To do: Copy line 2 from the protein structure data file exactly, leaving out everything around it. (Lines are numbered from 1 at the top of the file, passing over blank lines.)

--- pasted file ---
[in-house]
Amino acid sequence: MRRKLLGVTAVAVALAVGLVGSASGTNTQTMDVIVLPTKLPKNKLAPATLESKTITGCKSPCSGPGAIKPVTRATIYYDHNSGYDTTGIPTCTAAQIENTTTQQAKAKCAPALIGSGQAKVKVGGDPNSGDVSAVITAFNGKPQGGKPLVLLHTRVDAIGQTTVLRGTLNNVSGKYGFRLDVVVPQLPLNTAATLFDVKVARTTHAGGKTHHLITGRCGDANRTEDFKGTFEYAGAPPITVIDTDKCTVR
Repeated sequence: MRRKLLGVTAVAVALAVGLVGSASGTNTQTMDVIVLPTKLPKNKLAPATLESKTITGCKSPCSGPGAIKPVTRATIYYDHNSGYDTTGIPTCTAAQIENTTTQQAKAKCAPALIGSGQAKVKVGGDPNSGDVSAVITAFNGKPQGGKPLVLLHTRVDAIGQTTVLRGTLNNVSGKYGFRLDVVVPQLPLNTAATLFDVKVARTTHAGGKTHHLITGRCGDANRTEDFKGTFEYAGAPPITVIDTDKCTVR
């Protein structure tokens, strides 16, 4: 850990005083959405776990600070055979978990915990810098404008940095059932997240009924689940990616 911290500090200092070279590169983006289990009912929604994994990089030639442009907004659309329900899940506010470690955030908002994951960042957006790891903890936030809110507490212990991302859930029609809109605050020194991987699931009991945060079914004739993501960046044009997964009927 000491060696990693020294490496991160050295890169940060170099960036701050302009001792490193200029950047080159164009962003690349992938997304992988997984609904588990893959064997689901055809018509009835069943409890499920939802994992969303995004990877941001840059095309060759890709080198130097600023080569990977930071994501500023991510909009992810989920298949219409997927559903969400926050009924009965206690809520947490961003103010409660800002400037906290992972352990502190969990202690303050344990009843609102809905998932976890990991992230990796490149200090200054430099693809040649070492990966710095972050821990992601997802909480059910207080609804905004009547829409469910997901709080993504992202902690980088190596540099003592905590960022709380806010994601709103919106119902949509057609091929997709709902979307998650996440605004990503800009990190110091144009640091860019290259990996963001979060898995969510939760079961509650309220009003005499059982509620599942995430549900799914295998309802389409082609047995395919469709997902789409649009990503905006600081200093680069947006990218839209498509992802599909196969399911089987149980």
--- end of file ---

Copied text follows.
Amino acid sequence: MRRKLLGVTAVAVALAVGLVGSASGTNTQTMDVIVLPTKLPKNKLAPATLESKTITGCKSPCSGPGAIKPVTRATIYYDHNSGYDTTGIPTCTAAQIENTTTQQAKAKCAPALIGSGQAKVKVGGDPNSGDVSAVITAFNGKPQGGKPLVLLHTRVDAIGQTTVLRGTLNNVSGKYGFRLDVVVPQLPLNTAATLFDVKVARTTHAGGKTHHLITGRCGDANRTEDFKGTFEYAGAPPITVIDTDKCTVR